Sunday, August 23, 2009

I’ve always seen Plymouth as a rather drab place in which one is forced to run a gamut of numerous speed cameras en route to and from the ferry to Santander. But my old friend, Frank, today introduced me to the pleasures of its charming old quarter, down by the harbour from which the Pilgrim Fathers set sail to the USA in the Mayflower around 1620. And where we were later able to witness the heavily-policed bacchanalias I’ve only ever seen on British TV before. Truly do the youth of Britain enjoy themselves in a unique way. Perhaps only Hoggarth could do justice to it all but I do have a couple of photos that I’ll post in a day or two. One abiding memory will be the night-long queues of ten or more young folk at each of the bank ATMs, preparing to blow their week’s wages on semi-naked drunken revels. And the fleet of taxis standing by to take them from one watering hole to another.

Anyway, two things I’ve not encountered during ten days in the UK are:- 1. anyone with swine flu, and 2. a motorway (autopista) free of lane closures caused by road works. In fact, I wonder whether there’s a single motorway in all of England, Scotland and Wales on which your progress will not be impeded by these. Even at 11.15 on a Thursday night just south of Knutsford. Or ‘Cranford’ as some of you will know it. Spain’s highways are blessedly free of these but this may simply be because they’re newer. Perhaps we have this pleasure in store for us in the years ahead. Meanwhile, though, it’ll be at least another ten years before the A8 along the northern coast is completed, giving us unimpeded travel between Santander and Galicia. Hey ho. Back to the fray.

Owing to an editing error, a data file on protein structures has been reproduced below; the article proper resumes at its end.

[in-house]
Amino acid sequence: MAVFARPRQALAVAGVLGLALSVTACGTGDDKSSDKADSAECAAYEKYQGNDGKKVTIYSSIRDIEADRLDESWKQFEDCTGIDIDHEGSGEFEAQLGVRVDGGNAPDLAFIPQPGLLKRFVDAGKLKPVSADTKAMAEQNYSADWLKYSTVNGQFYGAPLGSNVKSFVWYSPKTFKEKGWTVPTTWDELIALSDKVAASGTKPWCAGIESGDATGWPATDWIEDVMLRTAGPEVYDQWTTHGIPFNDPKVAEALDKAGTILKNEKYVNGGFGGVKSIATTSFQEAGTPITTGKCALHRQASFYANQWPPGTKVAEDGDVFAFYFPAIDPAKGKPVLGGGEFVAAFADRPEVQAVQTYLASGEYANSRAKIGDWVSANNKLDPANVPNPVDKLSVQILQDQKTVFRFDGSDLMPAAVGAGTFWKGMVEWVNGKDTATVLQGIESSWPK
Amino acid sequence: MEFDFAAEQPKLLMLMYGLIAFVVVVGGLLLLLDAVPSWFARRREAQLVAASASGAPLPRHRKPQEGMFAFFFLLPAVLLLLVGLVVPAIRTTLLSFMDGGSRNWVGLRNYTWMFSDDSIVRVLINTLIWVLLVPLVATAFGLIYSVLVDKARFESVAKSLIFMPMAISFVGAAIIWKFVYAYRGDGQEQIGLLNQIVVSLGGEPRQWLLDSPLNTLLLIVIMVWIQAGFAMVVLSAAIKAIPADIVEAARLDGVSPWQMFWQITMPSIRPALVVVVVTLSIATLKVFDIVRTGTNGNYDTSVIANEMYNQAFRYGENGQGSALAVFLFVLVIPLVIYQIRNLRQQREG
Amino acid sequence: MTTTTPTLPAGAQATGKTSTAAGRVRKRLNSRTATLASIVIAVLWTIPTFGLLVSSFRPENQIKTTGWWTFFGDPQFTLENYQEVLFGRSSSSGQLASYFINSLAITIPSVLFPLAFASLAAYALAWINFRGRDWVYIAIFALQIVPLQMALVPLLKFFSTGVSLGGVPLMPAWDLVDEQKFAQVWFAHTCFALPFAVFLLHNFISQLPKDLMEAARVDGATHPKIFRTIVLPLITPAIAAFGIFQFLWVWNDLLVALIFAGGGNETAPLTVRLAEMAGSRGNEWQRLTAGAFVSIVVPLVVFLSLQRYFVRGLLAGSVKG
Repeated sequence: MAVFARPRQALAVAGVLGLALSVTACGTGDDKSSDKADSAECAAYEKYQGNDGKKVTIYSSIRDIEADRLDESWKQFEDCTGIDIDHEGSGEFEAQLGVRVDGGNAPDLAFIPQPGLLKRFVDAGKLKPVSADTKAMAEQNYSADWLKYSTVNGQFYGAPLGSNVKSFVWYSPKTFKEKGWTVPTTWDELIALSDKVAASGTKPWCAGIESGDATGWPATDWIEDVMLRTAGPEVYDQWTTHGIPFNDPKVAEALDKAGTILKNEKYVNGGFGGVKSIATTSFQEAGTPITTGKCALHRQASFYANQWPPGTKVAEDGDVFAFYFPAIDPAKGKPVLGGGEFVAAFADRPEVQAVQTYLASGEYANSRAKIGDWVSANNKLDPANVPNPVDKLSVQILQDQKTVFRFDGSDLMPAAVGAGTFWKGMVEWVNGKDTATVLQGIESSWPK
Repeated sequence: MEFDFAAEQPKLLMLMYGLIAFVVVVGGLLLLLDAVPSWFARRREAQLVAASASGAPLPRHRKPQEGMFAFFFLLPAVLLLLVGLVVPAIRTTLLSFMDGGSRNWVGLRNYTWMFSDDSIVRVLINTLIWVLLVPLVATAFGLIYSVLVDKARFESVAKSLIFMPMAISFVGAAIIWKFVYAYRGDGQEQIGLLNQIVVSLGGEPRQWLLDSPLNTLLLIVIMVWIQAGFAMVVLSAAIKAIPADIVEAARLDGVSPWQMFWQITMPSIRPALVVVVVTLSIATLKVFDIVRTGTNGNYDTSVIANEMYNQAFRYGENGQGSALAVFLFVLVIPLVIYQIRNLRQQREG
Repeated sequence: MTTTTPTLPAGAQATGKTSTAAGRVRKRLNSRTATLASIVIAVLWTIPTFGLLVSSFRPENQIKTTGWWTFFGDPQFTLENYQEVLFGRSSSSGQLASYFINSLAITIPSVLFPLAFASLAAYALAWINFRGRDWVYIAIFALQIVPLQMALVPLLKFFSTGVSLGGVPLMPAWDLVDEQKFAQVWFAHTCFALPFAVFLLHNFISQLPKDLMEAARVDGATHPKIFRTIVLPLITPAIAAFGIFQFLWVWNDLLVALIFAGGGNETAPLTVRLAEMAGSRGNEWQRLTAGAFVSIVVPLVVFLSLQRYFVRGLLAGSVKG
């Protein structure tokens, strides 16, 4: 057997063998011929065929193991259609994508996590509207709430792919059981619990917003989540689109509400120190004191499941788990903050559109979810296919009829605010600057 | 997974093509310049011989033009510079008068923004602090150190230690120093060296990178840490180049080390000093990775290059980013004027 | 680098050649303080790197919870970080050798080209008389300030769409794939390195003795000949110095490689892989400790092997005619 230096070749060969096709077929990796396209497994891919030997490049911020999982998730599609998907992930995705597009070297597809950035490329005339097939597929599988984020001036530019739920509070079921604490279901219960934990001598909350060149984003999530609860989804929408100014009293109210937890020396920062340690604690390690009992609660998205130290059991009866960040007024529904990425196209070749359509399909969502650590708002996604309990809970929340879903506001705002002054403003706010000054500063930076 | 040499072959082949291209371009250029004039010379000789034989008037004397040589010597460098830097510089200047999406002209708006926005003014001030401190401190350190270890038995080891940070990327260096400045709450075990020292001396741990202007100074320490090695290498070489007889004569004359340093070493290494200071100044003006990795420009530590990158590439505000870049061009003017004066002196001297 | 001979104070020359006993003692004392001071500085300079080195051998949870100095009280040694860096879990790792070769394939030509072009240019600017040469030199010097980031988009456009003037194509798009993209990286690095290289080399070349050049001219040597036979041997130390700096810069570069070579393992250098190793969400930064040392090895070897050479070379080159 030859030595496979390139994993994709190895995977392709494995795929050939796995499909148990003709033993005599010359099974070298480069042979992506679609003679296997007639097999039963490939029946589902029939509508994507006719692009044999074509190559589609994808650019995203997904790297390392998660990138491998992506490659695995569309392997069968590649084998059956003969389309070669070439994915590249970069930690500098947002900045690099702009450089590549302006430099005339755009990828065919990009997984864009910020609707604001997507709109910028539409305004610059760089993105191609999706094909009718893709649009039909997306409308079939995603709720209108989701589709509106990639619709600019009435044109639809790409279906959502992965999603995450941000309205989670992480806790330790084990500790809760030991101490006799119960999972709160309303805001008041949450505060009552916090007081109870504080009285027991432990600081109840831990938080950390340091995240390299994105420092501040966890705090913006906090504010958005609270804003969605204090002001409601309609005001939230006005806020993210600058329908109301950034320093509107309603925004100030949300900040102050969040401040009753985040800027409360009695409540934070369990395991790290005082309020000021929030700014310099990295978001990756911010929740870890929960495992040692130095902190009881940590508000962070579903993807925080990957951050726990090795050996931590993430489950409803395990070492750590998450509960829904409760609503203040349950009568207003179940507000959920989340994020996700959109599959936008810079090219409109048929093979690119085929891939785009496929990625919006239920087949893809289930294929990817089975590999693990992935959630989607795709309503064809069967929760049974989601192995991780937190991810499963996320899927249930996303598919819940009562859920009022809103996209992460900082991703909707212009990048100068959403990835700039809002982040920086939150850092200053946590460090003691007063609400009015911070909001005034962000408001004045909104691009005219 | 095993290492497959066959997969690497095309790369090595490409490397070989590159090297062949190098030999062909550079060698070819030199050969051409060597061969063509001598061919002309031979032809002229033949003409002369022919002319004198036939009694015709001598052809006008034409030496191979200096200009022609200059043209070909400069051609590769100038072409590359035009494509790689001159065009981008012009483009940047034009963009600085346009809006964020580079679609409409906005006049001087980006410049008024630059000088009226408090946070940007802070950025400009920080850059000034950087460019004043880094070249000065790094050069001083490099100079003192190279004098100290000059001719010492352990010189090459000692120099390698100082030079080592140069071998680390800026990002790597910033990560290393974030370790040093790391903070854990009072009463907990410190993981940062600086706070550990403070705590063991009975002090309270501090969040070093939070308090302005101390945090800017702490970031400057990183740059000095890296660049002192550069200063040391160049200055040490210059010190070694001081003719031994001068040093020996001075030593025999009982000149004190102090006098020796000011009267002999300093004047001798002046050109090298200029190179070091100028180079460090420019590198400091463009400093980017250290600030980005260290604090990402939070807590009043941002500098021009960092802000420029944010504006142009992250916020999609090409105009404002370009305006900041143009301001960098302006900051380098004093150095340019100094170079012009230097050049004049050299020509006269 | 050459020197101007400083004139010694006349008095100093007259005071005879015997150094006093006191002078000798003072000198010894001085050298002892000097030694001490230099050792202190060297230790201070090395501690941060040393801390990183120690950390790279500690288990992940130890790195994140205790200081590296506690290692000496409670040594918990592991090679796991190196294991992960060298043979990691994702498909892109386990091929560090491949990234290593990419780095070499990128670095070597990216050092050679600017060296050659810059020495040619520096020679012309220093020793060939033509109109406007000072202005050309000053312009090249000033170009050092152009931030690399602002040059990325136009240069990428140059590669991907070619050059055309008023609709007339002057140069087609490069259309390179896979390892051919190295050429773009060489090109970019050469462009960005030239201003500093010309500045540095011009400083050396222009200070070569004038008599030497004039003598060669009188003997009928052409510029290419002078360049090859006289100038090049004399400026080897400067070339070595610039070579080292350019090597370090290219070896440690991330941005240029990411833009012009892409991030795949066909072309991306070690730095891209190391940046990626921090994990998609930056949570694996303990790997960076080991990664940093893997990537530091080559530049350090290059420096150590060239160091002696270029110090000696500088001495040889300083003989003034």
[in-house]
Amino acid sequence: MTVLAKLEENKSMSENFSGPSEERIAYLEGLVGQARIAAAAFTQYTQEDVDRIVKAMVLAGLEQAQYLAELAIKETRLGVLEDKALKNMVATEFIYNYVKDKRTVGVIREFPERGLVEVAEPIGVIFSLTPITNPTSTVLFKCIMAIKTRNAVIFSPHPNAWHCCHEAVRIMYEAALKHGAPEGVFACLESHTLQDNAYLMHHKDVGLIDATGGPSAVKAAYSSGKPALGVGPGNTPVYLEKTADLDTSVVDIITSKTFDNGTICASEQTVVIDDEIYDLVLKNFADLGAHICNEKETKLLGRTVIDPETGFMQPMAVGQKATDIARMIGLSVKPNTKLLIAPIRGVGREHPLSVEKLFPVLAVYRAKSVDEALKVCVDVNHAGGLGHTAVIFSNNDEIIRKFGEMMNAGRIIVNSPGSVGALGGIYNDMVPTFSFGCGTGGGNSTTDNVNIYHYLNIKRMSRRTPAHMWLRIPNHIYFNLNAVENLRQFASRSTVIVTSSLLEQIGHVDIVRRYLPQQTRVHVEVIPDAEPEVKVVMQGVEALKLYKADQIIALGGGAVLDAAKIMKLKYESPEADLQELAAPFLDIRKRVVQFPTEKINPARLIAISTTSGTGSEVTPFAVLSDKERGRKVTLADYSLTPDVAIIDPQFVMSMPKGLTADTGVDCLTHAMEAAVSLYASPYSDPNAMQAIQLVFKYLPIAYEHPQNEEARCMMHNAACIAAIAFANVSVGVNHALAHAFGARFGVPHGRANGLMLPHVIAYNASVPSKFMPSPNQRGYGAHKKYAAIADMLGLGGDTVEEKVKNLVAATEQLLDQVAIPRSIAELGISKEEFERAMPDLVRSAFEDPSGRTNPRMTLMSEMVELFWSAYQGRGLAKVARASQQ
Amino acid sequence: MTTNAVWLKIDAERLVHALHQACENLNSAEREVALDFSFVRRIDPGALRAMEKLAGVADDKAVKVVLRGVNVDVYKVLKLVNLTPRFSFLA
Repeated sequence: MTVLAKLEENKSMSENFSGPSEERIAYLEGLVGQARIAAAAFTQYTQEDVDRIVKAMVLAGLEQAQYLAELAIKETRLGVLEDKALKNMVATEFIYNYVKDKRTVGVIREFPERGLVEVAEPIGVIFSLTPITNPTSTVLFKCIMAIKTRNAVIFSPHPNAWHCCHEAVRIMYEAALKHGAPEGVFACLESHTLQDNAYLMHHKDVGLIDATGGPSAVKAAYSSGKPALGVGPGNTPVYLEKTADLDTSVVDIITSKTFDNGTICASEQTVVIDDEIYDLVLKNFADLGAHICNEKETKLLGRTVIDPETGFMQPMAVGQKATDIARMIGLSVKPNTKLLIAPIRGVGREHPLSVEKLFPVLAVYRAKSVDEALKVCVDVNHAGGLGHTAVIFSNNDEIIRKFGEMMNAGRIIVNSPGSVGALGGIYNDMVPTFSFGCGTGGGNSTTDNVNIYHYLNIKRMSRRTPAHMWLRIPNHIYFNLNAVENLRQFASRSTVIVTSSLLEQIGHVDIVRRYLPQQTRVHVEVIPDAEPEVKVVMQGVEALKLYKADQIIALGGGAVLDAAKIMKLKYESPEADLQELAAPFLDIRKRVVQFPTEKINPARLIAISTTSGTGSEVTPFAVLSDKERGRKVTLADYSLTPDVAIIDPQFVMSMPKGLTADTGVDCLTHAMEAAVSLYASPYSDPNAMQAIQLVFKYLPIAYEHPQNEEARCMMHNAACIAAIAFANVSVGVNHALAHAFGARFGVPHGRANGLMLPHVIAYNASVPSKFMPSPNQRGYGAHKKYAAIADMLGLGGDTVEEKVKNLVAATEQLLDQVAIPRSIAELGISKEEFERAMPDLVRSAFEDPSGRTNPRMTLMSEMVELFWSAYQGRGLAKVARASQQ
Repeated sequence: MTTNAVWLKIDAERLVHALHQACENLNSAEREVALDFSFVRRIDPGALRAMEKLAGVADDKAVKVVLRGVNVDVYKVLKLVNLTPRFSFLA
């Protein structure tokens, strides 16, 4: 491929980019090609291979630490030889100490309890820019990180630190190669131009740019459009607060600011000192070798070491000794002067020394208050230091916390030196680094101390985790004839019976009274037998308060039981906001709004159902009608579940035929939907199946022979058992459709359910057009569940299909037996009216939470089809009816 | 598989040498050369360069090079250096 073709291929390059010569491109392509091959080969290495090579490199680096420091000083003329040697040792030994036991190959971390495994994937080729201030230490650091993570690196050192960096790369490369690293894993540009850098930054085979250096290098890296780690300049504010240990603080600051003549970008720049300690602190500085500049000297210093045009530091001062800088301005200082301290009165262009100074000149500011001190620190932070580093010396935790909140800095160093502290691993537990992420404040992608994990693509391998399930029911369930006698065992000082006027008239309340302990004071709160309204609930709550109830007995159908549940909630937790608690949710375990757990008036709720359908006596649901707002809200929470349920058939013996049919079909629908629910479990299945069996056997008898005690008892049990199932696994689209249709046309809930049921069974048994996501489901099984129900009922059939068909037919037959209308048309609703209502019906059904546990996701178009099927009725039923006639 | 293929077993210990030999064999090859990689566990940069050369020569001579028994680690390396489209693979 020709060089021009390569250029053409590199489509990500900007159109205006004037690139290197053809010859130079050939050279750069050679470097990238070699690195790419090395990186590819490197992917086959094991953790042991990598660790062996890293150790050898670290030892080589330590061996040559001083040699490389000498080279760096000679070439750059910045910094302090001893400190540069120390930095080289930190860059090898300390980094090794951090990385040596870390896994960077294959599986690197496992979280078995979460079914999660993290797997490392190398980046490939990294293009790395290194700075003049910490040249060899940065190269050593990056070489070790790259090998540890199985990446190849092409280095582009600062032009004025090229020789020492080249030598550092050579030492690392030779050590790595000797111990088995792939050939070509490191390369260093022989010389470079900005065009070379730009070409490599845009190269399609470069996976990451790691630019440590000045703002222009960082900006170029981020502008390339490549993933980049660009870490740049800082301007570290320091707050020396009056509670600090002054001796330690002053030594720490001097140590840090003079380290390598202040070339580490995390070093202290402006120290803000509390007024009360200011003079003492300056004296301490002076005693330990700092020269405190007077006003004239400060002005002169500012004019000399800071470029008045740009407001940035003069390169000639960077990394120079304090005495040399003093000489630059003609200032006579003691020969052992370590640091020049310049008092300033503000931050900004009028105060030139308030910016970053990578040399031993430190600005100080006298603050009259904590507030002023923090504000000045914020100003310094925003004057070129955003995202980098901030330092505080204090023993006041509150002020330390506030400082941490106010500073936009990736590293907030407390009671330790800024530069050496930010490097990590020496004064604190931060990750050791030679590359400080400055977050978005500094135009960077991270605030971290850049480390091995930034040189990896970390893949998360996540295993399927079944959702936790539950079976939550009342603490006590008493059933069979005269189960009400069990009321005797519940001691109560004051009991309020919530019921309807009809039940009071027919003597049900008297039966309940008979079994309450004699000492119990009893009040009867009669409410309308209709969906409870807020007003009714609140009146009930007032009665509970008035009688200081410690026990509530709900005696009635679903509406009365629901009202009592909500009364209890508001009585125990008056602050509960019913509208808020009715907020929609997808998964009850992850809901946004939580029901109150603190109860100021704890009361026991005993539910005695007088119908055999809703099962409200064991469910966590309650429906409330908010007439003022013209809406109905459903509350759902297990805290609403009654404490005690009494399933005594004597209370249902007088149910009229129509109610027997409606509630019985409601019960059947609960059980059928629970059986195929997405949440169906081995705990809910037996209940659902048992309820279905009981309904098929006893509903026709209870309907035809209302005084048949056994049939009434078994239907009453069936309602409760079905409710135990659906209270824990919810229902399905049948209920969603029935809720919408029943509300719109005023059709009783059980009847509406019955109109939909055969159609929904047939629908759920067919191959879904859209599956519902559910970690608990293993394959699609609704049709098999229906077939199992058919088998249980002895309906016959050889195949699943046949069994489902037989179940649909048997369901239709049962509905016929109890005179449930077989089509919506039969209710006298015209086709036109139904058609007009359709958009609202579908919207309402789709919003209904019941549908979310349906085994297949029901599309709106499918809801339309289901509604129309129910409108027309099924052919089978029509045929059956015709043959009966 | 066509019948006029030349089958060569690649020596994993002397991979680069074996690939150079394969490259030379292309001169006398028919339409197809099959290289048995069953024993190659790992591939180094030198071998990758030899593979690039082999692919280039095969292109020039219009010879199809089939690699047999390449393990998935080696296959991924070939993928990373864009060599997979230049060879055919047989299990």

4 comments:

Anthea said...

So the youth of Britain enjoy themselves in a truly unique way? I've long agreed with that sentiment, Colin, thinking that Spanish youth were a little more civilised, and then the other evening there was a spot on Spanish TV interviewing young people "enjoying" themselves down at the beach in various parts of Spain. Apart from added sunshine, it reminded me of Oldham town centre on a Friday night, I'm sorry to say! Am I growing old and disillusioned?

Colin said...

Yes. Join the club. You're now in danger of ditching The Guardian . . .

Tom said...

'ere, that's my home town you're talking about! I learned much about disportment and dissolution in Plymouth though less in the Barbican (the only part of the old town that survived the Luftwaffe and town planners), as on the notorious Union Street.

Naturally, the countryside around Plymouth (and particularly the South Hams district which is where I grew up) is absolutely stunning. I thoroughly recommend a trip to Modbury, Bigbury, Salcombe and Dartmouth next time you're in the area.

Colin said...

Will do, Tom. Thanks.